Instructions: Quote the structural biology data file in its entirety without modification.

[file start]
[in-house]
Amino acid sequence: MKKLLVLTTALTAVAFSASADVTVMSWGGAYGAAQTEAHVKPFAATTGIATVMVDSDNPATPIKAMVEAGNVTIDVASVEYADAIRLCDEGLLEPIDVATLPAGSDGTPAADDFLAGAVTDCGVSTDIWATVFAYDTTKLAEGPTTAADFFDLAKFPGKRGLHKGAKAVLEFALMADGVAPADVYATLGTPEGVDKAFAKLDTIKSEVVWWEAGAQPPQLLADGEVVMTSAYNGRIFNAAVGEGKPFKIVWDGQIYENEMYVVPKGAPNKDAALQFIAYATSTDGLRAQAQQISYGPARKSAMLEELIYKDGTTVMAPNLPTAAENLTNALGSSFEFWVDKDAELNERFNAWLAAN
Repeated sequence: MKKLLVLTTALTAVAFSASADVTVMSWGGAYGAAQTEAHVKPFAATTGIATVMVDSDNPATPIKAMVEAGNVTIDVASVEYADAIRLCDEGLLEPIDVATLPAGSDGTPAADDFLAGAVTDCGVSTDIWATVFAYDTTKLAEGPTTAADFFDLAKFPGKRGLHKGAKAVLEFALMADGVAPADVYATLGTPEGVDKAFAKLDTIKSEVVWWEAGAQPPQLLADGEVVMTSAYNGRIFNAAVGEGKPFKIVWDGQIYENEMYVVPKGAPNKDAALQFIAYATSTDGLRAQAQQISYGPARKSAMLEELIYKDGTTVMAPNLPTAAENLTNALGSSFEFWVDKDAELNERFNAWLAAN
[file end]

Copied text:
[in-house]
Amino acid sequence: MKKLLVLTTALTAVAFSASADVTVMSWGGAYGAAQTEAHVKPFAATTGIATVMVDSDNPATPIKAMVEAGNVTIDVASVEYADAIRLCDEGLLEPIDVATLPAGSDGTPAADDFLAGAVTDCGVSTDIWATVFAYDTTKLAEGPTTAADFFDLAKFPGKRGLHKGAKAVLEFALMADGVAPADVYATLGTPEGVDKAFAKLDTIKSEVVWWEAGAQPPQLLADGEVVMTSAYNGRIFNAAVGEGKPFKIVWDGQIYENEMYVVPKGAPNKDAALQFIAYATSTDGLRAQAQQISYGPARKSAMLEELIYKDGTTVMAPNLPTAAENLTNALGSSFEFWVDKDAELNERFNAWLAAN
Repeated sequence: MKKLLVLTTALTAVAFSASADVTVMSWGGAYGAAQTEAHVKPFAATTGIATVMVDSDNPATPIKAMVEAGNVTIDVASVEYADAIRLCDEGLLEPIDVATLPAGSDGTPAADDFLAGAVTDCGVSTDIWATVFAYDTTKLAEGPTTAADFFDLAKFPGKRGLHKGAKAVLEFALMADGVAPADVYATLGTPEGVDKAFAKLDTIKSEVVWWEAGAQPPQLLADGEVVMTSAYNGRIFNAAVGEGKPFKIVWDGQIYENEMYVVPKGAPNKDAALQFIAYATSTDGLRAQAQQISYGPARKSAMLEELIYKDGTTVMAPNLPTAAENLTNALGSSFEFWVDKDAELNERFNAWLAAN